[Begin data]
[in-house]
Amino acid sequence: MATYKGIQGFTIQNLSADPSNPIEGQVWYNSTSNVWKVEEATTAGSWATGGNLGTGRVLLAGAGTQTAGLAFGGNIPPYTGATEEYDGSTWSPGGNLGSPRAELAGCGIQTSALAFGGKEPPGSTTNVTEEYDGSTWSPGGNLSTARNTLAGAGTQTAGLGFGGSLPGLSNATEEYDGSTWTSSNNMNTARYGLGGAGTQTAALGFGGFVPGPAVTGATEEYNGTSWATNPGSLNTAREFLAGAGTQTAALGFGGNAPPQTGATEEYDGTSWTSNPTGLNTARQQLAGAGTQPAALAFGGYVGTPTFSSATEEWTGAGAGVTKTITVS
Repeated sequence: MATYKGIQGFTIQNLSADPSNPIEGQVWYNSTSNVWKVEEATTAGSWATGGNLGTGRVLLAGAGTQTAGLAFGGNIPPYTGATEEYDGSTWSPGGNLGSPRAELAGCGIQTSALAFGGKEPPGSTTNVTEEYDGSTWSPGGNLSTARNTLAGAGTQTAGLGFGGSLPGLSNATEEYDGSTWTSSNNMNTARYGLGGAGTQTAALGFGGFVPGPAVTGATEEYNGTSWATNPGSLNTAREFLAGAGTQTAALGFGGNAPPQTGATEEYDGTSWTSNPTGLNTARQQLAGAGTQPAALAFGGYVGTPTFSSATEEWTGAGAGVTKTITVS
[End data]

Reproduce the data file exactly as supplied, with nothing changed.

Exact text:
[in-house]
Amino acid sequence: MATYKGIQGFTIQNLSADPSNPIEGQVWYNSTSNVWKVEEATTAGSWATGGNLGTGRVLLAGAGTQTAGLAFGGNIPPYTGATEEYDGSTWSPGGNLGSPRAELAGCGIQTSALAFGGKEPPGSTTNVTEEYDGSTWSPGGNLSTARNTLAGAGTQTAGLGFGGSLPGLSNATEEYDGSTWTSSNNMNTARYGLGGAGTQTAALGFGGFVPGPAVTGATEEYNGTSWATNPGSLNTAREFLAGAGTQTAALGFGGNAPPQTGATEEYDGTSWTSNPTGLNTARQQLAGAGTQPAALAFGGYVGTPTFSSATEEWTGAGAGVTKTITVS
Repeated sequence: MATYKGIQGFTIQNLSADPSNPIEGQVWYNSTSNVWKVEEATTAGSWATGGNLGTGRVLLAGAGTQTAGLAFGGNIPPYTGATEEYDGSTWSPGGNLGSPRAELAGCGIQTSALAFGGKEPPGSTTNVTEEYDGSTWSPGGNLSTARNTLAGAGTQTAGLGFGGSLPGLSNATEEYDGSTWTSSNNMNTARYGLGGAGTQTAALGFGGFVPGPAVTGATEEYNGTSWATNPGSLNTAREFLAGAGTQTAALGFGGNAPPQTGATEEYDGTSWTSNPTGLNTARQQLAGAGTQPAALAFGGYVGTPTFSSATEEWTGAGAGVTKTITVS